November 26, 2019 / 8:26 PM / 19 days ago

GLOBAL MARKETS-Stocks, oil prices edge up on trade talk optimism

(Adds oil, gold settlement prices)

* Wall Street indexes set record highs

* MSCI’s all-country index edges closer to record peak

* U.S.-China trade talks continue to hog spotlight

* Dollar eases after earlier gains

By Herbert Lash

NEW YORK, Nov 26 (Reuters) - Oil prices and a gauge of global stock markets edged higher on Tuesday, lifted by fresh record highs on Wall Street after U.S. President Donald Trump said the United States and China were close to agreeing on the first phase of a trade deal.

Investor sentiment took heart in a steady patter of encouraging news about the prolonged trade talks, providing hope the on-again, off-again talks after 16 months of negotiations were finally drawing near to conclusion.

Trump said Washington was in the “final throes” of work on a deal that would defuse the trade war with Beijing, but he also underscored Washington’s support for protesters in Hong Kong, a potential sore point with China.

China’s Commerce Ministry earlier said Chinese and U.S. trade negotiators held a phone call to hammer out a “phase one” deal, leading U.S. and euro zone bond yields to slide as investors saw progress being made.

MSCI’s gauge of stocks across the globe gained 0.09%, as the global benchmark traded within 1 percentage point of an all-time high set in January 2018.

Equity markets have rallied on hopes of a deal but traders are looking for what the reaction might be once a deal is reached, said Dennis Dick, a proprietary trader at Bright Trading LLC in Las Vegas.

“Traders are starting to book some profits and just get cautious. Cautious optimism is driving us higher right now,” he said.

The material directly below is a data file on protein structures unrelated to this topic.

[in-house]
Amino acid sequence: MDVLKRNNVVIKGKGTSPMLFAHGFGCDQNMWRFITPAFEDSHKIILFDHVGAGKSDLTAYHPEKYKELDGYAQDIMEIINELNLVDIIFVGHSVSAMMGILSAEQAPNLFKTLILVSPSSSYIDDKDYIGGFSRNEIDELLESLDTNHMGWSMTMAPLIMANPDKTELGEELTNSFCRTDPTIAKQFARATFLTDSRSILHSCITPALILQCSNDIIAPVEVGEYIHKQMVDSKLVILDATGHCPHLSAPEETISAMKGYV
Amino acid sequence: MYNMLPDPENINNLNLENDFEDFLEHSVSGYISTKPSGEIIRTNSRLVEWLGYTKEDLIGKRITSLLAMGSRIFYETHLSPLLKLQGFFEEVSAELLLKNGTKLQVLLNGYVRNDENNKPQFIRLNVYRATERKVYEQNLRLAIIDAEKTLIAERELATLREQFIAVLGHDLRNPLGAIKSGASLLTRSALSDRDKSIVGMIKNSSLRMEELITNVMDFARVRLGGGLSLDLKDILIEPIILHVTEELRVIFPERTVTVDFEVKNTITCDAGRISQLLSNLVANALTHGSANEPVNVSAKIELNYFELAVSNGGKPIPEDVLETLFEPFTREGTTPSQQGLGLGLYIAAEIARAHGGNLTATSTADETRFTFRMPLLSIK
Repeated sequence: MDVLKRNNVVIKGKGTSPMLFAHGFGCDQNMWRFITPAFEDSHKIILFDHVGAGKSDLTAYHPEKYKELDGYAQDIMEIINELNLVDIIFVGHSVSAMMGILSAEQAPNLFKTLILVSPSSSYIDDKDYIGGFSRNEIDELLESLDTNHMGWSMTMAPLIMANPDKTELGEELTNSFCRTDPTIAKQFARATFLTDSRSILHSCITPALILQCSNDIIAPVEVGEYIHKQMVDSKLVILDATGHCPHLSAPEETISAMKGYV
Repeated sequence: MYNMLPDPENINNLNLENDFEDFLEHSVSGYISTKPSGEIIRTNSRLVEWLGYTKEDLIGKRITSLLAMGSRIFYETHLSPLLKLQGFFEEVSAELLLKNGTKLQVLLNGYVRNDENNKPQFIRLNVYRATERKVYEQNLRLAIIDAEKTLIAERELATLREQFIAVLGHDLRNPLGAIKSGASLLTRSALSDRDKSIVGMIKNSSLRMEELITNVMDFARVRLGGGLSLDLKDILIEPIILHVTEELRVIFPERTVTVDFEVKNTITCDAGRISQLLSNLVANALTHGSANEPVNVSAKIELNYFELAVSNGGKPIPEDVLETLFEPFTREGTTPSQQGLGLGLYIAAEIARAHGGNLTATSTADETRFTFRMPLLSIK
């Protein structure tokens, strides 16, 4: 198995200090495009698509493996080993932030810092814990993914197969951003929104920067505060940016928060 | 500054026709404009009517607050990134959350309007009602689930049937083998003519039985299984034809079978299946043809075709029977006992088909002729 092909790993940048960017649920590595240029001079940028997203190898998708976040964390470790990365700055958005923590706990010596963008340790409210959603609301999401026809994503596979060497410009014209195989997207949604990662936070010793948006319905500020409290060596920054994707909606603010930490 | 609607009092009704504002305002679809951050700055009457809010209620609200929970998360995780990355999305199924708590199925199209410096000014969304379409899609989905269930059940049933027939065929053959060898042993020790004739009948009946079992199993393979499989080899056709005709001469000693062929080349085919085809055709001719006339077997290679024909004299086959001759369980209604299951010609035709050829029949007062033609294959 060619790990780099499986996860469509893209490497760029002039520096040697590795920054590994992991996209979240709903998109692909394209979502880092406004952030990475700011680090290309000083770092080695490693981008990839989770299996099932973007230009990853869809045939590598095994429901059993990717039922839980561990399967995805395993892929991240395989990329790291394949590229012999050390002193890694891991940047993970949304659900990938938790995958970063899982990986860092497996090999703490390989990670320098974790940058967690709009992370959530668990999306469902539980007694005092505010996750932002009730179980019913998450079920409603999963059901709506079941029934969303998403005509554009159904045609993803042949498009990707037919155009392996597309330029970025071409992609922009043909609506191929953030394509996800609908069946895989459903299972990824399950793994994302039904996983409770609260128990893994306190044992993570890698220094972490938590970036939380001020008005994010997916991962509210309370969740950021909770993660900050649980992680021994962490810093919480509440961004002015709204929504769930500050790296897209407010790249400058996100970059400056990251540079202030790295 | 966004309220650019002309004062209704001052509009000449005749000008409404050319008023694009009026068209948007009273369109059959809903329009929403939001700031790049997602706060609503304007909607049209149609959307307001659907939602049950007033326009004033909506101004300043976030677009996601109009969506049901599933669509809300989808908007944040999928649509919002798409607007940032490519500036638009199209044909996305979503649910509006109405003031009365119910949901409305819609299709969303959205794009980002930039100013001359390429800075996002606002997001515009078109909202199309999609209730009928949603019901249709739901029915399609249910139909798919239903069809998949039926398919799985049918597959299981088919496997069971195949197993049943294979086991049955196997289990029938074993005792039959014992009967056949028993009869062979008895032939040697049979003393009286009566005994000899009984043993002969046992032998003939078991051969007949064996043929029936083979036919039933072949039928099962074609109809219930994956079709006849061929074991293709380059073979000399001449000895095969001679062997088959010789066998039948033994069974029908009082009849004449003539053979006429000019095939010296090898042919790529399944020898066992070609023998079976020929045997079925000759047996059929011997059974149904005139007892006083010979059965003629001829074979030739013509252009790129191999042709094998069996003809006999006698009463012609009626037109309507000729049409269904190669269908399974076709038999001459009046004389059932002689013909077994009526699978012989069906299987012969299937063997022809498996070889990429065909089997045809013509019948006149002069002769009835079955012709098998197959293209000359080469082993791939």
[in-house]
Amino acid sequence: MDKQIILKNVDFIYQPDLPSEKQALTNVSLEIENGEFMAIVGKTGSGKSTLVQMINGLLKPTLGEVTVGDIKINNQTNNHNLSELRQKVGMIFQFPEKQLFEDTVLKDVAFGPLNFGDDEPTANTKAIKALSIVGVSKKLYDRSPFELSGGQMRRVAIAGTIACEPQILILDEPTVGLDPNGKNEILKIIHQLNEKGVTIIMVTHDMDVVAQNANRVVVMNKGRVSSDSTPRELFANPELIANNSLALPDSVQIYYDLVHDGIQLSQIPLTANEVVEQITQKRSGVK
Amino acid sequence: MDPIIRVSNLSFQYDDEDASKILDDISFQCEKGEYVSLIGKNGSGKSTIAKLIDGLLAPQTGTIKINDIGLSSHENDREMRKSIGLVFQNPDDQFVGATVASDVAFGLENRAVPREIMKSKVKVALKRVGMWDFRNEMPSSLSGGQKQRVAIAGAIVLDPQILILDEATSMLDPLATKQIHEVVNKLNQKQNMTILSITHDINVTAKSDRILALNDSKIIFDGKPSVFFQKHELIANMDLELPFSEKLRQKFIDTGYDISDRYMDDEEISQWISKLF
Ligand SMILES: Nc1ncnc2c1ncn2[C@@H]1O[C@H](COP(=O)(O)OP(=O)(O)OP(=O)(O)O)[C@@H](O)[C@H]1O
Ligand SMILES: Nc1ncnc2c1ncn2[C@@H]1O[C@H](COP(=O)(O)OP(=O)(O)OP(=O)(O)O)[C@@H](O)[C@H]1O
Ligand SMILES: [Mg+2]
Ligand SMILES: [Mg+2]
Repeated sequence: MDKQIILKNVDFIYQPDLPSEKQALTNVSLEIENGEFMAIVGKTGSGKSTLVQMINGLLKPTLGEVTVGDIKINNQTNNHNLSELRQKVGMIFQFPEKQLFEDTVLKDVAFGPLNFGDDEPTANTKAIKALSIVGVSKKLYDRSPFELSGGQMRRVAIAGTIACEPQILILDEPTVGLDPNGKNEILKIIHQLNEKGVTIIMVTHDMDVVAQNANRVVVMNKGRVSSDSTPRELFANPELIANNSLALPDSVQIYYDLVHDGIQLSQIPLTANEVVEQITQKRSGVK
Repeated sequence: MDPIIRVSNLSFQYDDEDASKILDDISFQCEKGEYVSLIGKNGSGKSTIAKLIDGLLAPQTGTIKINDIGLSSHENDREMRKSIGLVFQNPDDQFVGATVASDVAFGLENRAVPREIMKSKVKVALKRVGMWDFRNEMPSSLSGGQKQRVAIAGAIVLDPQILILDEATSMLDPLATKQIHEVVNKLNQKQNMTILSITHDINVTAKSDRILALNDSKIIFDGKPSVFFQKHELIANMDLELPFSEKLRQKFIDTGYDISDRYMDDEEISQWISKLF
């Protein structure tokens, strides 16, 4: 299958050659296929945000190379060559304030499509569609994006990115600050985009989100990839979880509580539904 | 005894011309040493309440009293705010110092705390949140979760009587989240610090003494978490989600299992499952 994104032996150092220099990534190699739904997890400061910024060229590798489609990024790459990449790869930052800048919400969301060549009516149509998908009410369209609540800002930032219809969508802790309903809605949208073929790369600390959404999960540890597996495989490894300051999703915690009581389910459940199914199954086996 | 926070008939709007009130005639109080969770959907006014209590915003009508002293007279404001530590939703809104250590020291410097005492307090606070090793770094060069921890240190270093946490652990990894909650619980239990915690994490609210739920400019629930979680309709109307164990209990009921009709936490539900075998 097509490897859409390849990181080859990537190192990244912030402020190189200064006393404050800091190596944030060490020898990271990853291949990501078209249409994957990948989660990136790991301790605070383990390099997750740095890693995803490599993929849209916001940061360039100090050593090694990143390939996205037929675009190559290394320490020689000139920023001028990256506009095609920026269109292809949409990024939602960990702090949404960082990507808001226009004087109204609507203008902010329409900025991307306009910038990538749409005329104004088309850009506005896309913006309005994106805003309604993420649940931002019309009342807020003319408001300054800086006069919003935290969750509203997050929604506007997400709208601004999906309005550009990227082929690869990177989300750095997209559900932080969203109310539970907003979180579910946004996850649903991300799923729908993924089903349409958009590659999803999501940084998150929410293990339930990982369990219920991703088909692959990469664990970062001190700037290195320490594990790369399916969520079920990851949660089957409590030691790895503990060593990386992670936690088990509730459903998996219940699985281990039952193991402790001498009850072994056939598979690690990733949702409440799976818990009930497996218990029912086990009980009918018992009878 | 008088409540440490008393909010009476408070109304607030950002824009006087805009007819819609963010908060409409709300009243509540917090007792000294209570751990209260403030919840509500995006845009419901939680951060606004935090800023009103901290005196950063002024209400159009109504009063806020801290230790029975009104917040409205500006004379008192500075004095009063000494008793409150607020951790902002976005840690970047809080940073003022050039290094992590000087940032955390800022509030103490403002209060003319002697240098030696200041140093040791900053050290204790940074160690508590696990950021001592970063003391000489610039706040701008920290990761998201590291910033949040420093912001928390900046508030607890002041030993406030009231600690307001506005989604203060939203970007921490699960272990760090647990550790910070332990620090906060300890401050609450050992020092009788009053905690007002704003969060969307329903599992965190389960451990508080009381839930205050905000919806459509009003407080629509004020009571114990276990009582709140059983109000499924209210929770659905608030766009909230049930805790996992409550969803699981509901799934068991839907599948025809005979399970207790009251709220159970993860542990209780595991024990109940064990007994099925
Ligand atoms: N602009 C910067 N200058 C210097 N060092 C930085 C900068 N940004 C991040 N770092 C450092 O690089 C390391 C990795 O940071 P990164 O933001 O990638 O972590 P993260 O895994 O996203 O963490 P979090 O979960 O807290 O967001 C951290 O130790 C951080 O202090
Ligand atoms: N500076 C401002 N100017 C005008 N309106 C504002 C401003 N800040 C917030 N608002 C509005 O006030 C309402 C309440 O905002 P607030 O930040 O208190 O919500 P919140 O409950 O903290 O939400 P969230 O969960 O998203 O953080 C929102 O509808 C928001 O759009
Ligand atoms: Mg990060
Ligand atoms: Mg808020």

The pan-European STOXX 600 index closed up 0.1% with the French CAC 40 up 0.08% and Germany’s DAX closing down by 0.08%.

MSCI’s emerging markets index fell 0.52%.

All three major indexes on Wall Street set record highs, as gains for Disney and Best Buy overshadowed some softer-than-anticipated economic data.

The Dow Jones Industrial Average rose 20.84 points, or 0.07%, to 28,087.31. The S&P 500 gained 1.52 points, or 0.05%, to 3,135.16 and the Nasdaq Composite added 8.53 points, or 0.1%, to 8,641.02.

Oil prices traded higher, helped by predictions for a draw on U.S. crude stockpiles.

“The positive effect this is having on the oil price is more psychological in nature,” said Commerzbank analyst Carsten Fritsch. He noted that he does not expect oil demand to pick up noticeably even after any partial agreement is signed.

U.S. crude stockpiles were expected to have declined 300,000 barrels last week, according to a Reuters poll of analysts, ahead of reports from the American Petroleum Institute on Tuesday and the Energy Information Administration on Wednesday.

Brent crude futures settled up 62 9 cents at $64.27 a barrel, while West Texas Intermediate crude rose 40 cents to settle at $58.41 a barrel.

The dollar traded little changed.

Data showed the U.S. goods trade deficit fell sharply in October as both exports and imports declined, pointing to a continued reduction in trade flows that has been blamed on the Trump administration’s “America First” policy.

U.S. consumer confidence fell for a fourth straight month in November while other data showed an unexpected drop in new home sales last month.

The dollar index fell 0.08%, with the euro up 0.07% to $1.1021. The Japanese yen weakened 0.10% versus the greenback at 109.04 per dollar.

Benchmark 10-year U.S. Treasury notes last rose 7/32 in price to push their yield down to 1.7380%.

Gold edged higher, snapping a four-day losing streak, after touching a two-week low earlier in the session at $1,450.30 an ounce.

U.S. gold futures for December delivery settled up 0.2% at $1,460.30.

“The only story here is the China-U.S. (trade deal). Last few sessions, gold has been selling off on hopes for a U.S.-China deal. Right now, gold is paused here and is in kind of a wait-and-see (mode),” said Bob Haberkorn, senior market strategist at RJO Futures.

Reporting by Herbert Lash; Editing by Dan Grebler and Tom Brown

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